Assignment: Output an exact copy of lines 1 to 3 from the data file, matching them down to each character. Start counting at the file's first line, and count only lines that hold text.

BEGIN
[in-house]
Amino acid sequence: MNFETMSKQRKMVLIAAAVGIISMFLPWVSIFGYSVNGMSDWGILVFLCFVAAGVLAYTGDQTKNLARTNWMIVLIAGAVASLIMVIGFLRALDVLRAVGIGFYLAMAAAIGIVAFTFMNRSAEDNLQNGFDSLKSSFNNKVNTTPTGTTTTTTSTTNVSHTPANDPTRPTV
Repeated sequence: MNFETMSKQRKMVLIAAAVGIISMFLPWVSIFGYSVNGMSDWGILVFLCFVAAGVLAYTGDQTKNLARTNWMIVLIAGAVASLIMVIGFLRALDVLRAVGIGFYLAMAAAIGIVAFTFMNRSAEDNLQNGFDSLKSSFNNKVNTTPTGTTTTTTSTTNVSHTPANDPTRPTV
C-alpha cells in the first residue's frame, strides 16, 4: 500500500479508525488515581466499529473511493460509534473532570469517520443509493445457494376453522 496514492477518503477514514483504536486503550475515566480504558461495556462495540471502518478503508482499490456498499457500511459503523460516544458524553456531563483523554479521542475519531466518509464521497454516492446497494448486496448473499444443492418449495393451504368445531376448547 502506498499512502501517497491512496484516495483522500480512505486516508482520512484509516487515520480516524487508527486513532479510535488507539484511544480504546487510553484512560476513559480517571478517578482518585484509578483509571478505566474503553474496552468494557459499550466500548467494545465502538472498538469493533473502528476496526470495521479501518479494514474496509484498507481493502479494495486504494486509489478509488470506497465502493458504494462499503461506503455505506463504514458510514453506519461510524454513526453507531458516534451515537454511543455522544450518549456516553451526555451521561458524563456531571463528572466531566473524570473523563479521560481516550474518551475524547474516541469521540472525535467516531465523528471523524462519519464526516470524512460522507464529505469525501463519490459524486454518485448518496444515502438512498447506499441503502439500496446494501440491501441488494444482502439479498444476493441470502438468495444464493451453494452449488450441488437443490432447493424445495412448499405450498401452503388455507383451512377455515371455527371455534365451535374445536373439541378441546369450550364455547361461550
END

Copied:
[in-house]
Amino acid sequence: MNFETMSKQRKMVLIAAAVGIISMFLPWVSIFGYSVNGMSDWGILVFLCFVAAGVLAYTGDQTKNLARTNWMIVLIAGAVASLIMVIGFLRALDVLRAVGIGFYLAMAAAIGIVAFTFMNRSAEDNLQNGFDSLKSSFNNKVNTTPTGTTTTTTSTTNVSHTPANDPTRPTV
Repeated sequence: MNFETMSKQRKMVLIAAAVGIISMFLPWVSIFGYSVNGMSDWGILVFLCFVAAGVLAYTGDQTKNLARTNWMIVLIAGAVASLIMVIGFLRALDVLRAVGIGFYLAMAAAIGIVAFTFMNRSAEDNLQNGFDSLKSSFNNKVNTTPTGTTTTTTSTTNVSHTPANDPTRPTV